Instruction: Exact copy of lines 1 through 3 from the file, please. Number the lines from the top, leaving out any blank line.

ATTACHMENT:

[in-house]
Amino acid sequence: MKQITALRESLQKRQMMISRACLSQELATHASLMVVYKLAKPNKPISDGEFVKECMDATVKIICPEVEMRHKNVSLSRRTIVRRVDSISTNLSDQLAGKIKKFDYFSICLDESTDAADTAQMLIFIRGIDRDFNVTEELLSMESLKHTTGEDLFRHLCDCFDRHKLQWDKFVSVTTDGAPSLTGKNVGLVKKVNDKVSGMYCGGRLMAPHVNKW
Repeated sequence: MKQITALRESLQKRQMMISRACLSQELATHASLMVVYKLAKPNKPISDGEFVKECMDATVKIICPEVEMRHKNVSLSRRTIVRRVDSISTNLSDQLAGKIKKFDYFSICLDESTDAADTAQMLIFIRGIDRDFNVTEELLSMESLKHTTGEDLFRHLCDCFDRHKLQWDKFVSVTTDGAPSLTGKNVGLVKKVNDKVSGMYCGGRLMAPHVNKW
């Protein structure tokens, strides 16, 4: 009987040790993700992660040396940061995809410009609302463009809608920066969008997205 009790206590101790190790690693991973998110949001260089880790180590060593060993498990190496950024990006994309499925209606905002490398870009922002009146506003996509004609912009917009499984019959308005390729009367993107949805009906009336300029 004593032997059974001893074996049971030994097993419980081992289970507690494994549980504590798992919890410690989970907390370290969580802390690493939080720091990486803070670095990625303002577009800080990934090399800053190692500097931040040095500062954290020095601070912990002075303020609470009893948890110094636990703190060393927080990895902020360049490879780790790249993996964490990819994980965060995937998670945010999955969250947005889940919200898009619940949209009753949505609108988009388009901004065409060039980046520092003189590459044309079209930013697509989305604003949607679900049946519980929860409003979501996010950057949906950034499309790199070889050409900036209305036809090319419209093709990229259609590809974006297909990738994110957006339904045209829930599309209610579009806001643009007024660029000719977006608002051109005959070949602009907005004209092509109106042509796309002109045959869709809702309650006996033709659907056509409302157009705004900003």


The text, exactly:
[in-house]
Amino acid sequence: MKQITALRESLQKRQMMISRACLSQELATHASLMVVYKLAKPNKPISDGEFVKECMDATVKIICPEVEMRHKNVSLSRRTIVRRVDSISTNLSDQLAGKIKKFDYFSICLDESTDAADTAQMLIFIRGIDRDFNVTEELLSMESLKHTTGEDLFRHLCDCFDRHKLQWDKFVSVTTDGAPSLTGKNVGLVKKVNDKVSGMYCGGRLMAPHVNKW
Repeated sequence: MKQITALRESLQKRQMMISRACLSQELATHASLMVVYKLAKPNKPISDGEFVKECMDATVKIICPEVEMRHKNVSLSRRTIVRRVDSISTNLSDQLAGKIKKFDYFSICLDESTDAADTAQMLIFIRGIDRDFNVTEELLSMESLKHTTGEDLFRHLCDCFDRHKLQWDKFVSVTTDGAPSLTGKNVGLVKKVNDKVSGMYCGGRLMAPHVNKW